Wednesday, February 12, 2020

Europe’s Oldest Intact Book

From My Modern Met:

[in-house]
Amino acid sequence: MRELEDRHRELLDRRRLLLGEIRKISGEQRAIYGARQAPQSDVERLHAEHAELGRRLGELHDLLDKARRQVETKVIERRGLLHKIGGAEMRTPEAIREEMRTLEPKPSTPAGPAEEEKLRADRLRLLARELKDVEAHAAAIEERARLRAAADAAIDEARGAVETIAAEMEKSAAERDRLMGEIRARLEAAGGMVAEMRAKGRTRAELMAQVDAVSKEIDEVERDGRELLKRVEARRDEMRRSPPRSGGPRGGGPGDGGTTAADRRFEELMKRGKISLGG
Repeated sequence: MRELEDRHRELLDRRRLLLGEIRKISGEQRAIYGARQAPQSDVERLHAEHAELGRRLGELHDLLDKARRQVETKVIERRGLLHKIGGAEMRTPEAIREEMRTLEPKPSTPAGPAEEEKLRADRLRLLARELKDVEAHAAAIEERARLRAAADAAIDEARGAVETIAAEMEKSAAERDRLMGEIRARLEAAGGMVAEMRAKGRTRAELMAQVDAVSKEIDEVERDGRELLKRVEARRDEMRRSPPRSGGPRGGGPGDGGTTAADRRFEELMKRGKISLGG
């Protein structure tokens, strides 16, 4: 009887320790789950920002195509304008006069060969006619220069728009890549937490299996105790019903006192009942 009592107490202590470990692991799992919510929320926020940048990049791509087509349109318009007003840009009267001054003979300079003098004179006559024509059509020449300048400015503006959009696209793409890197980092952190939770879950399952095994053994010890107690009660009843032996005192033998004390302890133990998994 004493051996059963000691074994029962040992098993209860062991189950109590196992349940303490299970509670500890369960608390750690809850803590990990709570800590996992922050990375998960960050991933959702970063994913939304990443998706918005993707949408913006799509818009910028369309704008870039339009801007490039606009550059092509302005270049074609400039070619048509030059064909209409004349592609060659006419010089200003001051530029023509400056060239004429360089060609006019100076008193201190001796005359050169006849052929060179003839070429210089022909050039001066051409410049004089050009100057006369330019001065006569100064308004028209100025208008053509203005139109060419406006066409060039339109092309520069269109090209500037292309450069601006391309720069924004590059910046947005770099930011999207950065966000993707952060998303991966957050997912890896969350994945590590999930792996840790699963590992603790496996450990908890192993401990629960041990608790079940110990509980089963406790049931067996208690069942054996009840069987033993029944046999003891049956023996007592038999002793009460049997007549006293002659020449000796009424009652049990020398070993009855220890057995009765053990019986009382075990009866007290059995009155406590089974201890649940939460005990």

Sometime after 698 CE, a small red book made its way into St. Cuthbert’s tomb along with other offerings. The book, a rare surviving medieval manuscript, was removed from his coffin in 1104 CE and transferred to Durham Cathedral, where it was kept as a separate relic. In 2012, The British Library acquired the 1,300-year-old text, which still retained its original binding and pages. The book’s binding is covered in a deep crimson stained goatskin, which was stuck to boards while still damp. “The decoration of the boards was enriched by tooling and coloring lines on the surface, with the tip of a fine folder or a stylus,” describes The British Library, which has also digitized the book. “The left board is decorated with a rectangular frame with interlace patterns in the upper and lower fields and a larger central field containing a chalice from which stems project, terminating in a leaf or bud and four fruits. This raised motif was apparently made using a matrix, with a clay-like substance beneath the leather.” (Read more.)

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